Sign of a defunct shop indicates these photos were taken before May 2020

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Two photos of crowded streets have been shared thousands of times on Facebook, Twitter and websites alongside a claim that they show a pro-democracy protest in Hong Kong on May 24, 2020. This claim is false; the store fronts in the photos do not match protest livestreams broadcast by local media at the same street on the same day; at least one of the signs visible in the photos belonged to a shop that had closed in January 2020. 

The photos were published here on Twitter on May 24, 2020. It has since been shared more than 4,000 times.

Both photos provide an aerial view of the streets of Hong Kong’s popular shopping district Causeway Bay, which appear to be packed with people.

The caption of the Twitter post, written in simplified Chinese, translates to English as: “From a wide angle, check out today's heroic act of Hong Kong protesters who are not afraid of death”.

A screenshot taken on June 4, 2020, of the misleading post published by Twitter user @TuCaoFakeNews

Thousands of people took to the streets in Hong Kong on May 24, 2020, to protest a controversial security law proposed by China. Police fired tear gas and water cannons in an attempt to disperse the crowd, according to this report by AFP.

The photos were also shared here on Facebook and here on the Hong Kong-based viral site 9GAG alongside a similar claim. 

However, livestreams from local media on the day show that neither of the photos were taken during the May 24 protests. 

Through a keyword search, AFP located this Facebook Live video broadcast by Hong Kong newspaper Apple Daily on May 24.

At the video’s six-hour, 17-minute and 19-second mark, a section of a street shows the adjacent Bank of China, Citibank and Breitling buildings, which corresponds to the photos in the misleading post.

Below is a screenshot of the Apple Daily livestream at the above timestamp:

Screenshot of the Apple Daily livestream at the above timestamp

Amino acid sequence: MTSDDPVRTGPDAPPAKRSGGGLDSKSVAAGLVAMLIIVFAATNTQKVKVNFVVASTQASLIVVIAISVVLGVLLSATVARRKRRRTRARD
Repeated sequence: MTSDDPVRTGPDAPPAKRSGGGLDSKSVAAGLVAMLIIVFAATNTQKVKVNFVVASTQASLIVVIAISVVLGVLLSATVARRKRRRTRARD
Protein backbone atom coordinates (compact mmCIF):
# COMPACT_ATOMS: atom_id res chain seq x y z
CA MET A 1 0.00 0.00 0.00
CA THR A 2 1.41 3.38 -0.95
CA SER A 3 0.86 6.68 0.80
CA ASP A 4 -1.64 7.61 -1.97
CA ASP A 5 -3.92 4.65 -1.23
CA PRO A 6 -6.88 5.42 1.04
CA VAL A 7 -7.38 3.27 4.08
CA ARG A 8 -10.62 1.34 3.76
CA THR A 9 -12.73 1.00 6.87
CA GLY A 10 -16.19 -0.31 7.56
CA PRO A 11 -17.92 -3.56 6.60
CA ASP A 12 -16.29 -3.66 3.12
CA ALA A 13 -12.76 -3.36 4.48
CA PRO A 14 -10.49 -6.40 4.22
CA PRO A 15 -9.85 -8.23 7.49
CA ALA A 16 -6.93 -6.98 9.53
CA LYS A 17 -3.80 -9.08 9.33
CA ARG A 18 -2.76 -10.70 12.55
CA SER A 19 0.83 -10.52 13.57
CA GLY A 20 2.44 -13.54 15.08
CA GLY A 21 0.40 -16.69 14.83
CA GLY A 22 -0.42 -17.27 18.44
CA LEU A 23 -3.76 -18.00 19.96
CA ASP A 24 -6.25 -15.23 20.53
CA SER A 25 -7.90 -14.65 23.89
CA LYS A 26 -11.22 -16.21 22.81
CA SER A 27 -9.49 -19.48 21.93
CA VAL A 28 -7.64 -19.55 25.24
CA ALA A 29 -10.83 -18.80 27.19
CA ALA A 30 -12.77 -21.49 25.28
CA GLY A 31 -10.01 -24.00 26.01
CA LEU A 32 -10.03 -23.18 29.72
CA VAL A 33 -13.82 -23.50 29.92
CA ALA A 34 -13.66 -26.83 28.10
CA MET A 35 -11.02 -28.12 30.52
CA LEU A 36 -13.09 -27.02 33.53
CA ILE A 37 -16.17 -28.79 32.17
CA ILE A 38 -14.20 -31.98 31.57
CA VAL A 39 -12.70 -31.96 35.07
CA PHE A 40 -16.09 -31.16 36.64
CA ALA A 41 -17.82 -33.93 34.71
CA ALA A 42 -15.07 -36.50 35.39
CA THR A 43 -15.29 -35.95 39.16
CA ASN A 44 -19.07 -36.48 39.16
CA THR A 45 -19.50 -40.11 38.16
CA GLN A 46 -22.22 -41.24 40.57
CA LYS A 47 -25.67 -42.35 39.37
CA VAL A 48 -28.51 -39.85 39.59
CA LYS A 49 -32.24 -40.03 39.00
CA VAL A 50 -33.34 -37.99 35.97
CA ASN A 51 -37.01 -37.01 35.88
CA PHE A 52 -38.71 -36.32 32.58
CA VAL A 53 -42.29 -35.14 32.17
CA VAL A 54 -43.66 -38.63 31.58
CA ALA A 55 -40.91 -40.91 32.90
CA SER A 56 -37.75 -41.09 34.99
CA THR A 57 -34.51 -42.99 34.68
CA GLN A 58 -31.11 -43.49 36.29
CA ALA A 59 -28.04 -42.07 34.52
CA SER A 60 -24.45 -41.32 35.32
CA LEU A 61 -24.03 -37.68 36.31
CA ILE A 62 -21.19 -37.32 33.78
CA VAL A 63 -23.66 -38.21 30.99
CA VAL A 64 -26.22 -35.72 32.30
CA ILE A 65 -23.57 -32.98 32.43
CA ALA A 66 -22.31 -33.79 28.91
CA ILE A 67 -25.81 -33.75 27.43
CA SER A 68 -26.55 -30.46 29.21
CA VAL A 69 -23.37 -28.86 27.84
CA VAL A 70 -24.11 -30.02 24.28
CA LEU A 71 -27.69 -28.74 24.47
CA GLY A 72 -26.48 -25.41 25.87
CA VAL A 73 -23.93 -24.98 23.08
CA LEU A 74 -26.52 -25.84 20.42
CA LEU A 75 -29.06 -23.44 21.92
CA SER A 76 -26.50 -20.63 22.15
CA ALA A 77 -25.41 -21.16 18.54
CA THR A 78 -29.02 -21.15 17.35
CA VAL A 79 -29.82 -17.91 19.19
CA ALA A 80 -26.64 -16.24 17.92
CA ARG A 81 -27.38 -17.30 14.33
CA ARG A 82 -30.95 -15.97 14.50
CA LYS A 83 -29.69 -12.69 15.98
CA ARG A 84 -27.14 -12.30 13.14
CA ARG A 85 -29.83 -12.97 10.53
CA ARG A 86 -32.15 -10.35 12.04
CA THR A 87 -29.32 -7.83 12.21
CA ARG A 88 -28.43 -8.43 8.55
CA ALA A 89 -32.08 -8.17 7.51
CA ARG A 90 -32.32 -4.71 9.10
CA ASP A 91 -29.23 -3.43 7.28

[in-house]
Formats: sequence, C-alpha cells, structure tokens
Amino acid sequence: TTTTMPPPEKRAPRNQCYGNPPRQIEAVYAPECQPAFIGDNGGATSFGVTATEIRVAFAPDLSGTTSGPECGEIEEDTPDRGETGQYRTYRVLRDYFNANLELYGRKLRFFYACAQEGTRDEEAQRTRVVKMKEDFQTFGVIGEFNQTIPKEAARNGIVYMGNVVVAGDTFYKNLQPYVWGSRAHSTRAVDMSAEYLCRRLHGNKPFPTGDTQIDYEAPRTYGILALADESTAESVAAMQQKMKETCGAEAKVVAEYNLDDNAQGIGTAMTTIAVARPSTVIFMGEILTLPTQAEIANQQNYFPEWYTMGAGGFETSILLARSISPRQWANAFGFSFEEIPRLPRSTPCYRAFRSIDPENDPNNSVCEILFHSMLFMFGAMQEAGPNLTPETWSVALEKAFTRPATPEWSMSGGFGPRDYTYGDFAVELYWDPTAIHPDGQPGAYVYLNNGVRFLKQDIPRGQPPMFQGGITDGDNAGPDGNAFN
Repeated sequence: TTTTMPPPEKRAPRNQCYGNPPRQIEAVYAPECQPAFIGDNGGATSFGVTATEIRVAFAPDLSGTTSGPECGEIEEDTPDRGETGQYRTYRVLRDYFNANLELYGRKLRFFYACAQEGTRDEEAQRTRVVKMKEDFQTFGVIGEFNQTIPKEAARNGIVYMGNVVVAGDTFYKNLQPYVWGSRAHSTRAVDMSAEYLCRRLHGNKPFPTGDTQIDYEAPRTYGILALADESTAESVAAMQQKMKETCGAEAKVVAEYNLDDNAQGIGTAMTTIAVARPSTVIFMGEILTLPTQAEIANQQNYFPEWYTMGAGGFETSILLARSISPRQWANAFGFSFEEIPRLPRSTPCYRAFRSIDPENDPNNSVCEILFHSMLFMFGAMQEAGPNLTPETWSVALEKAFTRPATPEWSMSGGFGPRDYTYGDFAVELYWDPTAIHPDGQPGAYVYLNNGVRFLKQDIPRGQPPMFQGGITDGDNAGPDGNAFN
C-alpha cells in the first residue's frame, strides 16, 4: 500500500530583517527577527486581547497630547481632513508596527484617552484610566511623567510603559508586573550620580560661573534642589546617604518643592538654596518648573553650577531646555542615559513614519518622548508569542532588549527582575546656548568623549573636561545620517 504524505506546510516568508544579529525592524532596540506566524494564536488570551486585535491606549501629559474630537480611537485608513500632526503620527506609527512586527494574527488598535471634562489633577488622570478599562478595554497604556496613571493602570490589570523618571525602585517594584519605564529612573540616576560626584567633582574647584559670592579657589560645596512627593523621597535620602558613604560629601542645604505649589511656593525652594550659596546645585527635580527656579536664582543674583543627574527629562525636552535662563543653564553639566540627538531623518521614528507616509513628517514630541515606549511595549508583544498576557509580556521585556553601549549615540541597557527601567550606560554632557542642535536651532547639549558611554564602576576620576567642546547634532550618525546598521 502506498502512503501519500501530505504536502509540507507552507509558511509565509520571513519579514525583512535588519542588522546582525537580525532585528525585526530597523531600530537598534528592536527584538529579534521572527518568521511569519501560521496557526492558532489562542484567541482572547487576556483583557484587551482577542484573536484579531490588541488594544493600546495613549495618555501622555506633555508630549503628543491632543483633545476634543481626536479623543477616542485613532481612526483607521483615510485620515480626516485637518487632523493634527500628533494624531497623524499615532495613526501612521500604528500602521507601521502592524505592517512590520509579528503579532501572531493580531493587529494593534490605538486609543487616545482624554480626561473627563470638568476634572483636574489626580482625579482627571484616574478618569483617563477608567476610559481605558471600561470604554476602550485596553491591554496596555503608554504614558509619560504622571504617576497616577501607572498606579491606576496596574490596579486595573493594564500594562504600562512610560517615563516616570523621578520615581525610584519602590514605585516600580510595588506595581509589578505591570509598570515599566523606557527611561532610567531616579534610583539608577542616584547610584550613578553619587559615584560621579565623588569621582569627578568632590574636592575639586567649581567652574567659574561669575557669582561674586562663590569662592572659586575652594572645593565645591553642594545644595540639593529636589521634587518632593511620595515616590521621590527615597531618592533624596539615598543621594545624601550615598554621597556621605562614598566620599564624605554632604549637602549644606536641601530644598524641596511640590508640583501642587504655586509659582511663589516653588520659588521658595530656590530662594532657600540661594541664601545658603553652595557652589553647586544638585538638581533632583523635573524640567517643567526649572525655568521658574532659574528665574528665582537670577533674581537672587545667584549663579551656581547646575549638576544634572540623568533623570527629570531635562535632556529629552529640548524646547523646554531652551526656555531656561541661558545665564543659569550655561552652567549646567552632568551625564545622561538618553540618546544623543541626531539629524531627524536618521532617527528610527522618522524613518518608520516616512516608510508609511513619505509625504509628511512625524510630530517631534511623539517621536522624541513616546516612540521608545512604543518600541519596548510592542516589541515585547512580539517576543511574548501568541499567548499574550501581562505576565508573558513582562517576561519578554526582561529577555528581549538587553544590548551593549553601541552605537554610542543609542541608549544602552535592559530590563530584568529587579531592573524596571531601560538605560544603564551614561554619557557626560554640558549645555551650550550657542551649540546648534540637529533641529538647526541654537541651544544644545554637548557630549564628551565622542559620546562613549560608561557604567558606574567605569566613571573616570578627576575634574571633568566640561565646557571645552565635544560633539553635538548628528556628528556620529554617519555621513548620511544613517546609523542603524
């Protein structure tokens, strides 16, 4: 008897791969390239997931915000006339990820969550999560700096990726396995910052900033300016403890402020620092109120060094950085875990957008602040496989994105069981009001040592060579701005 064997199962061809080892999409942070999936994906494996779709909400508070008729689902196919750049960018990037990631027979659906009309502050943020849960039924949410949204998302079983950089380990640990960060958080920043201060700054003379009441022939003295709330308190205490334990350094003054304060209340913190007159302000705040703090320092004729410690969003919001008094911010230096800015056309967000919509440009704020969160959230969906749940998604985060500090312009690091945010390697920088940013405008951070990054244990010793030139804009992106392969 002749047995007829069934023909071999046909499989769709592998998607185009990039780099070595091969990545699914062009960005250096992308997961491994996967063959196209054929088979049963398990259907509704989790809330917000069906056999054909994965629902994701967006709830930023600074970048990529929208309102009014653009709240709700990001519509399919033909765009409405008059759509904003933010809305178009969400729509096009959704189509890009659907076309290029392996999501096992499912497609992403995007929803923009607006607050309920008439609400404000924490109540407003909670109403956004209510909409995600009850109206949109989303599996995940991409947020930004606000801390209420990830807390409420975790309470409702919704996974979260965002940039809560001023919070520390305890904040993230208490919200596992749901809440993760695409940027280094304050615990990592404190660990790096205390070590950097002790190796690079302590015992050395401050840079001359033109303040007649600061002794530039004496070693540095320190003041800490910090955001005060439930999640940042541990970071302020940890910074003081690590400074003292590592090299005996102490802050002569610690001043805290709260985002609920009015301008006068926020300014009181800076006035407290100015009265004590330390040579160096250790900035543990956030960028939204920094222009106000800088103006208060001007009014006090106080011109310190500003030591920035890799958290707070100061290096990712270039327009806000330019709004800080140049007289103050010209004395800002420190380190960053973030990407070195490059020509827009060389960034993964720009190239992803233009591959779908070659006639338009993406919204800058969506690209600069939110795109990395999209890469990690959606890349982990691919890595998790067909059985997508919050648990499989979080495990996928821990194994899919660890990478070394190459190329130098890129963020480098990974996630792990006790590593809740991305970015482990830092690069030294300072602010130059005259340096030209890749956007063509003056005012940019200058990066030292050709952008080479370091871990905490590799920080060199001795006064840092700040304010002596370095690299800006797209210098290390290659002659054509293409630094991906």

The Apple Daily video, however, differs from the photos in that there is no advertisement on the Breitling building, and no scaffolding on the Bank of China building.

Below is a screenshot comparison between the first (L) and second (C) photos in the misleading post and a keyframe of the Apple Daily live video (R) with mismatched features circled in yellow by AFP:

Screenshot comparison between the first (L) and second (C) photos in the misleading post and a screenshot of the Apple Daily live video (R)

Similarly, the scaffolding and advertisement seen in the photos are also missing in this live video broadcast by Hong Kong broadcaster i-CABLE News Channel on YouTube on May 24. 

Below is a screenshot comparison between the first (L) and second (C) photos in the misleading post and the i-CABLE video at its 47-minute 11-second mark (R) with mismatched features circled in yellow by AFP:

Screenshot comparison between the first (L) and second (C) photos in the misleading post and the i-CABLE video at its 47-minute 11-seconds mark (R)

Also, a close examination of the first photo in the misleading post shows a shop sign reading “Chow Sang Sang” next to the Breitling sign.

A screenshot of the first photo with the Chow Sang Sang shop sign circled yellow by AFP

This March 2020 report by Hong Kong newspaper Ming Pao says that particular branch of Hong Kong jewellery company Chow Sang Sang had closed in January 2020.

The misleading claim was also debunked by Hong Kong fact checking organisations Kauyim Media here and TrueNews here.